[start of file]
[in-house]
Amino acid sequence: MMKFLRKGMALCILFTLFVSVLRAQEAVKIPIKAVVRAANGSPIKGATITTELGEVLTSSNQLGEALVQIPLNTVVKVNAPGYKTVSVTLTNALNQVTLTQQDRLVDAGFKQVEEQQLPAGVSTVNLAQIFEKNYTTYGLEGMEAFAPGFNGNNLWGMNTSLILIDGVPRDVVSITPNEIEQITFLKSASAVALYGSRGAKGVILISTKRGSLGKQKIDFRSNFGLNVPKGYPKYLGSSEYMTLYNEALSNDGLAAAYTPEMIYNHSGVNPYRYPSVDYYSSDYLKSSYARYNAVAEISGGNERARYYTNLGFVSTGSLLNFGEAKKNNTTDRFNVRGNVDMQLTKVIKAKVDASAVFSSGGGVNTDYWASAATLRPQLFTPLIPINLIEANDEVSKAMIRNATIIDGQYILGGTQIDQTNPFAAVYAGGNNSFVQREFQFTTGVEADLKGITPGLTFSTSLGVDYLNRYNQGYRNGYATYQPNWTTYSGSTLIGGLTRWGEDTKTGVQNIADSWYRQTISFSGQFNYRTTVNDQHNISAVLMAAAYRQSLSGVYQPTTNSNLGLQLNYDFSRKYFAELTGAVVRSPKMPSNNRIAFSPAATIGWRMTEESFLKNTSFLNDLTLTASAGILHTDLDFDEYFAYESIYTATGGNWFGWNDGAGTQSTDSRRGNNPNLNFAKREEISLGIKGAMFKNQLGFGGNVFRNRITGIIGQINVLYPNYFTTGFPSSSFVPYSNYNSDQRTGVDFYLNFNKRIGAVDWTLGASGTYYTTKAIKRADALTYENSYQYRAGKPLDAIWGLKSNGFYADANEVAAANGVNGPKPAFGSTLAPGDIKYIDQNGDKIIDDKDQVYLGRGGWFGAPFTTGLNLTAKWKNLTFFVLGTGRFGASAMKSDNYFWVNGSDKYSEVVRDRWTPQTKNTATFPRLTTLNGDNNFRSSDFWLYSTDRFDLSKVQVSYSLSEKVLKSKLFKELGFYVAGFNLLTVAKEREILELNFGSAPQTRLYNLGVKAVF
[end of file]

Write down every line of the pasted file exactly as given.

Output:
[in-house]
Amino acid sequence: MMKFLRKGMALCILFTLFVSVLRAQEAVKIPIKAVVRAANGSPIKGATITTELGEVLTSSNQLGEALVQIPLNTVVKVNAPGYKTVSVTLTNALNQVTLTQQDRLVDAGFKQVEEQQLPAGVSTVNLAQIFEKNYTTYGLEGMEAFAPGFNGNNLWGMNTSLILIDGVPRDVVSITPNEIEQITFLKSASAVALYGSRGAKGVILISTKRGSLGKQKIDFRSNFGLNVPKGYPKYLGSSEYMTLYNEALSNDGLAAAYTPEMIYNHSGVNPYRYPSVDYYSSDYLKSSYARYNAVAEISGGNERARYYTNLGFVSTGSLLNFGEAKKNNTTDRFNVRGNVDMQLTKVIKAKVDASAVFSSGGGVNTDYWASAATLRPQLFTPLIPINLIEANDEVSKAMIRNATIIDGQYILGGTQIDQTNPFAAVYAGGNNSFVQREFQFTTGVEADLKGITPGLTFSTSLGVDYLNRYNQGYRNGYATYQPNWTTYSGSTLIGGLTRWGEDTKTGVQNIADSWYRQTISFSGQFNYRTTVNDQHNISAVLMAAAYRQSLSGVYQPTTNSNLGLQLNYDFSRKYFAELTGAVVRSPKMPSNNRIAFSPAATIGWRMTEESFLKNTSFLNDLTLTASAGILHTDLDFDEYFAYESIYTATGGNWFGWNDGAGTQSTDSRRGNNPNLNFAKREEISLGIKGAMFKNQLGFGGNVFRNRITGIIGQINVLYPNYFTTGFPSSSFVPYSNYNSDQRTGVDFYLNFNKRIGAVDWTLGASGTYYTTKAIKRADALTYENSYQYRAGKPLDAIWGLKSNGFYADANEVAAANGVNGPKPAFGSTLAPGDIKYIDQNGDKIIDDKDQVYLGRGGWFGAPFTTGLNLTAKWKNLTFFVLGTGRFGASAMKSDNYFWVNGSDKYSEVVRDRWTPQTKNTATFPRLTTLNGDNNFRSSDFWLYSTDRFDLSKVQVSYSLSEKVLKSKLFKELGFYVAGFNLLTVAKEREILELNFGSAPQTRLYNLGVKAVF